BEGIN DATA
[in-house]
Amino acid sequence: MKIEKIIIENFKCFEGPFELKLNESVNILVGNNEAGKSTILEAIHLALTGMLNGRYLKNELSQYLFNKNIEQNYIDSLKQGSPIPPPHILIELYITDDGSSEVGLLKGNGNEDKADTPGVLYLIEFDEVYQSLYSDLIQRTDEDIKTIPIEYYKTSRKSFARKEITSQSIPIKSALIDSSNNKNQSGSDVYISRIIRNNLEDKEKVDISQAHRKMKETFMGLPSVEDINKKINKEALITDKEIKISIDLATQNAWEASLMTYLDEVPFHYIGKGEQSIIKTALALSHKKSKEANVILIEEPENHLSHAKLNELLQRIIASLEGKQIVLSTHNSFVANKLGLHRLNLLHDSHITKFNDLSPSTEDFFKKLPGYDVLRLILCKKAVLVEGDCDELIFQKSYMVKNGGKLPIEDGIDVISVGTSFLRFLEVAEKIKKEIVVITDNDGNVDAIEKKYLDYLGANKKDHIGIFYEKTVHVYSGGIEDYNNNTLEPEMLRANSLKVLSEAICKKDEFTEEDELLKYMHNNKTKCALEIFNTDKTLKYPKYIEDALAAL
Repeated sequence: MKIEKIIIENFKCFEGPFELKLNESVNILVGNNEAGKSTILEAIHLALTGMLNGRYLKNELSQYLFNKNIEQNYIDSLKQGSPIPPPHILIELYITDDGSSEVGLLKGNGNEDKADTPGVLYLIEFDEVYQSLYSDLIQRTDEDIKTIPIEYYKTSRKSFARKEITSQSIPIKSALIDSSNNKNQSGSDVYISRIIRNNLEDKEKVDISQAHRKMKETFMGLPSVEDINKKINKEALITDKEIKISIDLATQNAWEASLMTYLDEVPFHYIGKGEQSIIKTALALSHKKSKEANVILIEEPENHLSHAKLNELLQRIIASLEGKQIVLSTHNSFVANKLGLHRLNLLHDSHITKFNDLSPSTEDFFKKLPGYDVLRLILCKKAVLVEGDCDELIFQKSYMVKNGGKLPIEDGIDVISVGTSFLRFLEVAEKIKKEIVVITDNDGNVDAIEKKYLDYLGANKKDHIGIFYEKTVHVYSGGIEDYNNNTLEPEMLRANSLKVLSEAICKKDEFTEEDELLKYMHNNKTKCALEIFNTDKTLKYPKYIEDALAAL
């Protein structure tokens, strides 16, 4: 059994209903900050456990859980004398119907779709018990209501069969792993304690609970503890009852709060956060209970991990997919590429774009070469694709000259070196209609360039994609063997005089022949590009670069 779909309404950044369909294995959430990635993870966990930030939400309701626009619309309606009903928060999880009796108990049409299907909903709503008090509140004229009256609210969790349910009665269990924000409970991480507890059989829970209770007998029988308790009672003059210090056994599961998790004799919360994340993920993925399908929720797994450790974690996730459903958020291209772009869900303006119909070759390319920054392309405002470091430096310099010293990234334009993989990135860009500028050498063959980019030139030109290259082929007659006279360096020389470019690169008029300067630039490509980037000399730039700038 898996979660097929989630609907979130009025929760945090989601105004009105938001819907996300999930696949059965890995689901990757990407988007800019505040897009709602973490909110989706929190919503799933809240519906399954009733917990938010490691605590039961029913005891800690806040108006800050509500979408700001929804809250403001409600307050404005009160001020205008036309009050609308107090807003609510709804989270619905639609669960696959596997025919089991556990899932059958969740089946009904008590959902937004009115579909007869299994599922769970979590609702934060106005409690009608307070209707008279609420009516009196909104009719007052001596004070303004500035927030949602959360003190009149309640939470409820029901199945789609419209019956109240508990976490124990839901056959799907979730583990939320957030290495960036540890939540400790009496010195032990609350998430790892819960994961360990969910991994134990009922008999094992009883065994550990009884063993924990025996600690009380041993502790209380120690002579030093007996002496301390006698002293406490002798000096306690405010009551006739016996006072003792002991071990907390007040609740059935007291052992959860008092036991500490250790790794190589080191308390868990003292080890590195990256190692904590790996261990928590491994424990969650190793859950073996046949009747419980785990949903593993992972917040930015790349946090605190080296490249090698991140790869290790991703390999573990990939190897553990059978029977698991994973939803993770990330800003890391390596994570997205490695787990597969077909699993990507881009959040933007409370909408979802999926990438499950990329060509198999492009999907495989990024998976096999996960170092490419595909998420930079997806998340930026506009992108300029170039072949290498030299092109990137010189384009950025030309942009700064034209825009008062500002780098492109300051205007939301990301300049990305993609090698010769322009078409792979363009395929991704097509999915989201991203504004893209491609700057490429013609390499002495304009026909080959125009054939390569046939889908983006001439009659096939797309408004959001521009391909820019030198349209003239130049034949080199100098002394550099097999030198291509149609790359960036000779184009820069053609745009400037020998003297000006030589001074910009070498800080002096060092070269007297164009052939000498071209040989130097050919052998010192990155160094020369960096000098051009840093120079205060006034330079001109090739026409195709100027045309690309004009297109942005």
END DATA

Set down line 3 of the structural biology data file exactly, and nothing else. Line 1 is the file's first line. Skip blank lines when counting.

Repeated sequence: MKIEKIIIENFKCFEGPFELKLNESVNILVGNNEAGKSTILEAIHLALTGMLNGRYLKNELSQYLFNKNIEQNYIDSLKQGSPIPPPHILIELYITDDGSSEVGLLKGNGNEDKADTPGVLYLIEFDEVYQSLYSDLIQRTDEDIKTIPIEYYKTSRKSFARKEITSQSIPIKSALIDSSNNKNQSGSDVYISRIIRNNLEDKEKVDISQAHRKMKETFMGLPSVEDINKKINKEALITDKEIKISIDLATQNAWEASLMTYLDEVPFHYIGKGEQSIIKTALALSHKKSKEANVILIEEPENHLSHAKLNELLQRIIASLEGKQIVLSTHNSFVANKLGLHRLNLLHDSHITKFNDLSPSTEDFFKKLPGYDVLRLILCKKAVLVEGDCDELIFQKSYMVKNGGKLPIEDGIDVISVGTSFLRFLEVAEKIKKEIVVITDNDGNVDAIEKKYLDYLGANKKDHIGIFYEKTVHVYSGGIEDYNNNTLEPEMLRANSLKVLSEAICKKDEFTEEDELLKYMHNNKTKCALEIFNTDKTLKYPKYIEDALAAL